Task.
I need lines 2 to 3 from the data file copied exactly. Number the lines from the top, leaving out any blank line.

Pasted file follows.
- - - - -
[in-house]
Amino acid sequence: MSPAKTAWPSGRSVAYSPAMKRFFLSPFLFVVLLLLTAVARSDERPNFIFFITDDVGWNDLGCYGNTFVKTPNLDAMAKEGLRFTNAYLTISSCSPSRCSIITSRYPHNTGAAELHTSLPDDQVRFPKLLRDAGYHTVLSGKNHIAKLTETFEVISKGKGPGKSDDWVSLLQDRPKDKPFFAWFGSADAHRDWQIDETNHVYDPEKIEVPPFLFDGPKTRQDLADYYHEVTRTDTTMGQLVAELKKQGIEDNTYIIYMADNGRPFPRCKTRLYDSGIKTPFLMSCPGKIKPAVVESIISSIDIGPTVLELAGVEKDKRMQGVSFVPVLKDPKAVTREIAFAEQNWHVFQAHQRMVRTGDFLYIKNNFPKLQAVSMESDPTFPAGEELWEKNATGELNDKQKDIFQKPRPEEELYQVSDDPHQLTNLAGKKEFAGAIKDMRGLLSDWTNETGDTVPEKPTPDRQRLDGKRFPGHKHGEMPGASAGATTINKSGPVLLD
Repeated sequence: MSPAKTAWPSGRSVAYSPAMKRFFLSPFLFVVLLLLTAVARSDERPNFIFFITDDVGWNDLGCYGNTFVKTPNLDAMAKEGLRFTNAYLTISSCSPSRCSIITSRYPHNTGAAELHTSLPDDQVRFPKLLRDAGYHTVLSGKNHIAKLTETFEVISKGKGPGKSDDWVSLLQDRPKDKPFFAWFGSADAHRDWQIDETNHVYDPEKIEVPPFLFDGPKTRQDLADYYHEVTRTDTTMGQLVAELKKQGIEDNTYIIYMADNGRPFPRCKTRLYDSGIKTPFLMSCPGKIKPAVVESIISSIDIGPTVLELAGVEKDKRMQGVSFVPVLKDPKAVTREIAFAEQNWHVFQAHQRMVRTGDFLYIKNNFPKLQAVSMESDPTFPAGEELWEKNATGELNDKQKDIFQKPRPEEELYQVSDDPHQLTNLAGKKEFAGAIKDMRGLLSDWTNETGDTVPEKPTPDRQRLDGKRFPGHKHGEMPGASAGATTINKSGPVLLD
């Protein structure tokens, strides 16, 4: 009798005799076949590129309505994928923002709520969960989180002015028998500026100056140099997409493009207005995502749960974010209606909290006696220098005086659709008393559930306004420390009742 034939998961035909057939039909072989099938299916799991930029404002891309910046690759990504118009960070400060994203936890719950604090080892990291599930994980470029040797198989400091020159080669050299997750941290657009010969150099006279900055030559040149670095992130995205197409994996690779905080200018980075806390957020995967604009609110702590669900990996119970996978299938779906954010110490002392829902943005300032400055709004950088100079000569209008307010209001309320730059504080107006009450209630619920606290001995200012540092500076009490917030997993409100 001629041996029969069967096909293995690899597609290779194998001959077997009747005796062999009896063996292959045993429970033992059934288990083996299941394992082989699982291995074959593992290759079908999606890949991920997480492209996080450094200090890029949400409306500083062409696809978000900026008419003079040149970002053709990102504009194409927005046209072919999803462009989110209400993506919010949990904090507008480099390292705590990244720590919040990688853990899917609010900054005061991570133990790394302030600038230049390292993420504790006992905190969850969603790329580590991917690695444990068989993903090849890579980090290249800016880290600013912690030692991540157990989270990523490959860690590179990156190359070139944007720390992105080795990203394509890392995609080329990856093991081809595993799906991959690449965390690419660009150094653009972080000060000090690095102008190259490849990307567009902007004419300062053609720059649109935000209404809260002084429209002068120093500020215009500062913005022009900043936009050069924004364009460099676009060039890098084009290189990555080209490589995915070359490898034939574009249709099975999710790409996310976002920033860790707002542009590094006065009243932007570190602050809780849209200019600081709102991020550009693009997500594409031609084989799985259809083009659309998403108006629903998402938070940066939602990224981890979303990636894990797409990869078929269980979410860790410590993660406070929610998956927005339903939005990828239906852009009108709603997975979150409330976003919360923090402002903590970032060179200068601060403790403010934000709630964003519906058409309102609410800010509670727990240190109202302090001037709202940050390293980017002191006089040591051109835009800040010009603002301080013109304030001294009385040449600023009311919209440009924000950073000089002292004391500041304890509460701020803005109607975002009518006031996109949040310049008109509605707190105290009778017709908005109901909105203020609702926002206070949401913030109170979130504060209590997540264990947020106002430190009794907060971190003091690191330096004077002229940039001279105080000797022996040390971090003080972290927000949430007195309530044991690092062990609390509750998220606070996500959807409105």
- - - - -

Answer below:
Amino acid sequence: MSPAKTAWPSGRSVAYSPAMKRFFLSPFLFVVLLLLTAVARSDERPNFIFFITDDVGWNDLGCYGNTFVKTPNLDAMAKEGLRFTNAYLTISSCSPSRCSIITSRYPHNTGAAELHTSLPDDQVRFPKLLRDAGYHTVLSGKNHIAKLTETFEVISKGKGPGKSDDWVSLLQDRPKDKPFFAWFGSADAHRDWQIDETNHVYDPEKIEVPPFLFDGPKTRQDLADYYHEVTRTDTTMGQLVAELKKQGIEDNTYIIYMADNGRPFPRCKTRLYDSGIKTPFLMSCPGKIKPAVVESIISSIDIGPTVLELAGVEKDKRMQGVSFVPVLKDPKAVTREIAFAEQNWHVFQAHQRMVRTGDFLYIKNNFPKLQAVSMESDPTFPAGEELWEKNATGELNDKQKDIFQKPRPEEELYQVSDDPHQLTNLAGKKEFAGAIKDMRGLLSDWTNETGDTVPEKPTPDRQRLDGKRFPGHKHGEMPGASAGATTINKSGPVLLD
Repeated sequence: MSPAKTAWPSGRSVAYSPAMKRFFLSPFLFVVLLLLTAVARSDERPNFIFFITDDVGWNDLGCYGNTFVKTPNLDAMAKEGLRFTNAYLTISSCSPSRCSIITSRYPHNTGAAELHTSLPDDQVRFPKLLRDAGYHTVLSGKNHIAKLTETFEVISKGKGPGKSDDWVSLLQDRPKDKPFFAWFGSADAHRDWQIDETNHVYDPEKIEVPPFLFDGPKTRQDLADYYHEVTRTDTTMGQLVAELKKQGIEDNTYIIYMADNGRPFPRCKTRLYDSGIKTPFLMSCPGKIKPAVVESIISSIDIGPTVLELAGVEKDKRMQGVSFVPVLKDPKAVTREIAFAEQNWHVFQAHQRMVRTGDFLYIKNNFPKLQAVSMESDPTFPAGEELWEKNATGELNDKQKDIFQKPRPEEELYQVSDDPHQLTNLAGKKEFAGAIKDMRGLLSDWTNETGDTVPEKPTPDRQRLDGKRFPGHKHGEMPGASAGATTINKSGPVLLD